MARSHALL, Texas – Marshall ISD began the process of working toward becoming a “District of Innovation” during Tuesday’s January meeting of the MISD Board of Trustees, with the school board approving a resolution to authorize the district to move forward in seeking the designation.
The “District of Innovation” concept was passed into law by the 84th Texas Legislature in 2015 though House Bill 1842. The designation allows school districts to access many of the same options that are currently available to charter schools. In order to seek a “District of Innovation” designation, school districts must have an accountability rating of “Met Standard,” which MISD met in the most recent state accountability ratings in 2016.
According to the resolution approved and signed by MISD trustees on Tuesday, the district will now hold a public hearing to consider the development of a local innovation plan. After the public hearing, the school board will appoint a committee to develop the plan.
Potential benefits of becoming a District of Innovation include:
- Increased local control: Districts decide which flexibilities best suit their local needs.
- Customization: Districts can create an innovation plan for a level of school (high school, junior high school, etc.), grade level, or a single campus.
- Autonomy: Districts must submit a District of Innovation plan to the Commissioner of Education, but approval is not required.
- Flexibility: Districts will have the flexibility to implement practices similar to charter schools, including exemptions from mandates such as school start date, 90 percent attendance rule, class-size ratios, site-based decision-making processes, certain student discipline provisions, use of planning and preparation periods, and teacher appraisal requirements.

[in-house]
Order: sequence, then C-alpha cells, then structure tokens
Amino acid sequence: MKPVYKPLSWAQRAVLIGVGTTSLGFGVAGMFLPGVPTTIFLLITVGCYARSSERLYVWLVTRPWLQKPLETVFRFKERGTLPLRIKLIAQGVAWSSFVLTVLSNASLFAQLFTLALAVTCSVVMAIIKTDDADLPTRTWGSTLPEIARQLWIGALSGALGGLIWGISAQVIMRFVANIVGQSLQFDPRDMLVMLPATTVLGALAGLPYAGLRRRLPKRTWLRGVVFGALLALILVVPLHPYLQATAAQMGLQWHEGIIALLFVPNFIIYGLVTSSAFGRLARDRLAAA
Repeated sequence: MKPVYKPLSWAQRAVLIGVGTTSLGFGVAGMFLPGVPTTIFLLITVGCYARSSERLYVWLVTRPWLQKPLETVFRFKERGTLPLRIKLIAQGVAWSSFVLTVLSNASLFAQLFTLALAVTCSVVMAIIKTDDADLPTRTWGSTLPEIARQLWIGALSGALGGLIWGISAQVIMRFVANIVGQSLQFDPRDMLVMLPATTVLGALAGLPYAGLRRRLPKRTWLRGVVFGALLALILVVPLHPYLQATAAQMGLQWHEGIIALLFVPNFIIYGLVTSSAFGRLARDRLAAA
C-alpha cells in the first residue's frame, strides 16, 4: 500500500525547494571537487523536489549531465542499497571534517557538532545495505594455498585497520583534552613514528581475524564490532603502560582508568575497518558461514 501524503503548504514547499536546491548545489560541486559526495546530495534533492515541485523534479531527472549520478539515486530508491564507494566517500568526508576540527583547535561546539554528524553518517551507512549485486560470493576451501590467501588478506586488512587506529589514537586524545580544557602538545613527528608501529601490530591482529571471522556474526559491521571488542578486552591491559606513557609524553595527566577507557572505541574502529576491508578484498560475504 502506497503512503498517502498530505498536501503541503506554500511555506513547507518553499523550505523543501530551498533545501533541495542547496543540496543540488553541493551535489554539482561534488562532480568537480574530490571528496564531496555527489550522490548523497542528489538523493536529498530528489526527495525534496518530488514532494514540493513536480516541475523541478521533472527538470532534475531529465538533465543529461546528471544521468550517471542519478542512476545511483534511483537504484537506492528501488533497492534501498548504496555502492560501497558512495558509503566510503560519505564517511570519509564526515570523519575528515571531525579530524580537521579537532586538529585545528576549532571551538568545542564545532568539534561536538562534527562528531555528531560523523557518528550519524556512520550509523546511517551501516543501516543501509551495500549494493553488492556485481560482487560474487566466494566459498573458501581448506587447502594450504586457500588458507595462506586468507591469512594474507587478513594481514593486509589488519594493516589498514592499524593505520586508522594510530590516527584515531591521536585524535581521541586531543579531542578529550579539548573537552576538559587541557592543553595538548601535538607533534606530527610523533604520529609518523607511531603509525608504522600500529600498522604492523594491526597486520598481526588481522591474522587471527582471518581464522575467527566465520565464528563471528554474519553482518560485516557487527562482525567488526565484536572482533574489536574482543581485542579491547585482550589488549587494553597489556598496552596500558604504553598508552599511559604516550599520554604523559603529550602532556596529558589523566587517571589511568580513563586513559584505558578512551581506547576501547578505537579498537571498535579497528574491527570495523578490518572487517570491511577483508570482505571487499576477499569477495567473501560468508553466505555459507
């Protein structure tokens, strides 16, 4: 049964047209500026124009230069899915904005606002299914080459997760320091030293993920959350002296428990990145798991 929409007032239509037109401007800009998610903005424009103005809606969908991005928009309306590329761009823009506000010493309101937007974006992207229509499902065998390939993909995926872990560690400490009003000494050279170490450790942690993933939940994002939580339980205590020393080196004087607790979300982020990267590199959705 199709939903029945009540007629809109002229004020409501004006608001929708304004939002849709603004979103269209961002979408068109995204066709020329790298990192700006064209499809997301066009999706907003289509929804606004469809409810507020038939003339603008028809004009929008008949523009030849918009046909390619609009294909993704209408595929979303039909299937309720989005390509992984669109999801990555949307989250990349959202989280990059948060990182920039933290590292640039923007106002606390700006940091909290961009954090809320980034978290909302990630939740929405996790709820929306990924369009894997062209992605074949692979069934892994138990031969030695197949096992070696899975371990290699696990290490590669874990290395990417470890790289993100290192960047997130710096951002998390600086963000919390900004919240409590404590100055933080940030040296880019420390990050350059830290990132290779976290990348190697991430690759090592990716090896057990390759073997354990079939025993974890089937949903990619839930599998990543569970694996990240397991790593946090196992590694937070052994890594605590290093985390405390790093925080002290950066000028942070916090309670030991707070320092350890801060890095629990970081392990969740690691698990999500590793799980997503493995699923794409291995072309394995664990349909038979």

Should the MISD Board of Trustees ultimately approve going forward with becoming a District of Innovation upon recommendation from the appointed committee, the plan will then be posted online for 30 days. The Board will then notify the commissioner of an intention to vote on the proposed plan, and the advisory committee must then pass the plan by a majority vote.
Upon completion of these steps, the school board must then approve the final plan by a 2/3 majority.
The approved, final plan will be in effect for five years before the district must re-apply and go through the process again in order to renew its designation.
MISD is in the design stages of a new five-year Strategic Plan initiative that could potentially coincide with a five-year designation as a District of Innovation.